Building Upon What’s Already There
HTTP/2 — formerly HTTP/2.0 — is the second major version of HTTP, or Hypertext Transfer Protocol, used by the World Wide Web. The IETF’s HTTP working group developed HTTP/2 largely based on Google’s SPDY protocol. SPDY — pronounced speedy — is an open network protocol that reduces web page load latency and improves security. HTTP/2 is HTTP/1.1’s successor, and it’s a much-needed update because the Web has changed since 1999. The update brings improved efficiency, speed and security, making a much better experience for users. Busy users simply don’t have time to wait for an outdated website to load. The faster your website is, the more conversions you’ll see.
HTTP/2’s Major Improvements
- Single Connection – Websites only require one server connection to load, and that connection stays open as long as the website is open.
- Binary – HTTP/2 is binary, which makes it more compact and less prone to errors. No additional time is wasted translating text to binary — which is your computer’s native language, anyway. Faster speeds mean more conversions for you because your web traffic won’t leave because of slow load times.
- Multiplexing – Multiple requests can happen at the same time and on the same connection, making things much more efficient. HTTP/1.1 required each new transfer to wait for other transfers to finish. Speed is the name of the game, and website efficiency can mean business growth for you.
Even after all of our HTTP/2 research, some of this stuff still went over our heads. For more information, please contact our talented and knowledgeable web development team that can answer your questions at (816) 527-8371 or (844) 889-5001 today.
In recent months we’ve seen a flood of changes and updates overtake the Google world as we know it. Google+ has served as an effective social tool for small businesses for several years. Its integration with Google Maps and Google My Business, in addition to its advantage in Google search visibility, have made it a useful platform on which to promote a business and ensure that the business shows up in search results. However, many recent reports have predicted the Google+ apocalypse, partially because Google’s recent changes seem to be moving away from Google+. But then, this happened: the official Google blog announced big changes to Google+ last week, and with those changes a whole new potential for the future of Google+.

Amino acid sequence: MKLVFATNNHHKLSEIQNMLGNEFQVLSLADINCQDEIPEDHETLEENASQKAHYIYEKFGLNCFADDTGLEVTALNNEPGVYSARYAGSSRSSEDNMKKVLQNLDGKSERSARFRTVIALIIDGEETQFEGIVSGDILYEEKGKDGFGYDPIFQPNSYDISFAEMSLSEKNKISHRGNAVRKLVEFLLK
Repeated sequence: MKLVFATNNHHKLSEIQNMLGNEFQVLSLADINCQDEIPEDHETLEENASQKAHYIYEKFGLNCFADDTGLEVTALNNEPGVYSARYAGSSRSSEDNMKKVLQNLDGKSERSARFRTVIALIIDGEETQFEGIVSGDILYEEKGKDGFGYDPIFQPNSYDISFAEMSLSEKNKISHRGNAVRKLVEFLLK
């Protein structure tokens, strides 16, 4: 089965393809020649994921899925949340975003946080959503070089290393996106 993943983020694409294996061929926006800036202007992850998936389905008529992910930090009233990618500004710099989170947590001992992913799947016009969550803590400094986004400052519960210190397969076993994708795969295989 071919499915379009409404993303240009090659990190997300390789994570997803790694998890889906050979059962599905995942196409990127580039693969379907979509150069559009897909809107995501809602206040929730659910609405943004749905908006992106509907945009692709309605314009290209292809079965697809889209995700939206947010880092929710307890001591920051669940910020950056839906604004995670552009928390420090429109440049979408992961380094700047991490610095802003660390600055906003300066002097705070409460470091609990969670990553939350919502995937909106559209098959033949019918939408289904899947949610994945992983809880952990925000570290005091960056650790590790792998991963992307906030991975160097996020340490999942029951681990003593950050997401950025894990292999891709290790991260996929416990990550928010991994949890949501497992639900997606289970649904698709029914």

Businesses’ best friend, Google My Business, has gotten a face lift. The search czar began covertly introducing the revamped dashboard on September 29th after very quietly announcing it on Google Business forums (as of this writing, the post only had 334 views). And we have a feeling you’re going to love it.
What is Google My Business?
Google has so many services, it can be hard to keep track of what’s what. In case you need a refresher, Google My Business is, at its core, a way for your company to ensure that the information potential clients or customers find on Google’s SERP is correct. This can include:
- Your business address
- Phone number
- Price range
- Website URL
It can provide valuable information such as:
- Directions to your business
And it also offers a place for consumers to write said reviews and allows them to access your business information across devices.
What’s New in the Google My Business Dashboard?
This new roll out seems to be all about convenience and ease of use. Overall, what we notice is a cleaner presentation and simple interface. In fact, one of the first differences you’ll likely find in this streamlined dashboard is that locations and brand pages are easily accessed, with those being the only two options in the main navigation.
Once you begin clicking around, another helpful feature you’ll find is the addition of breadcrumbs, which makes navigation much easier in what could be an overwhelming service if you manage a lot of pages.
Another useful component is that you can now view locations in either card view or list view. The new card view for locations gives you the option to choose how many you see, as well as quickly manage or view the location, while the list view offers convenience in selecting and editing multiple
The hamburger menu in the upper-left corner of the new Google My Business dashboard is a dream. It offers another way switch back to look at all listings or brand pages, should you navigate away from one of those views, allows you to bulk import locations from a file or add them individually, as well as bulk download locations. It also offers a neatly-organized summary of errors and issues, including:
- Duplicate addresses
- Google updates
- Missing store codes
- Unverified listings
This menu also allows you to monitor published locations and those that are permanently closed, on top of showing you any pending reviews your pages may have.
It also provides accessibility and high-visibility to the “Create business account” and “Contact support” features, so you no longer have to fumble around the dashboard.
We’re really excited about this update to the Google My Business dashboard and we think you will be too. If you have any questions about the face lift, or about anything related to online marketing, we welcome you to contact our team today. You can reach us online or call us at our Kansas City area office at (816) 527-8371 or (844) 889-5001.
And for a visual walk through of the updates, check out this video from Mike Blumenthal of Local University.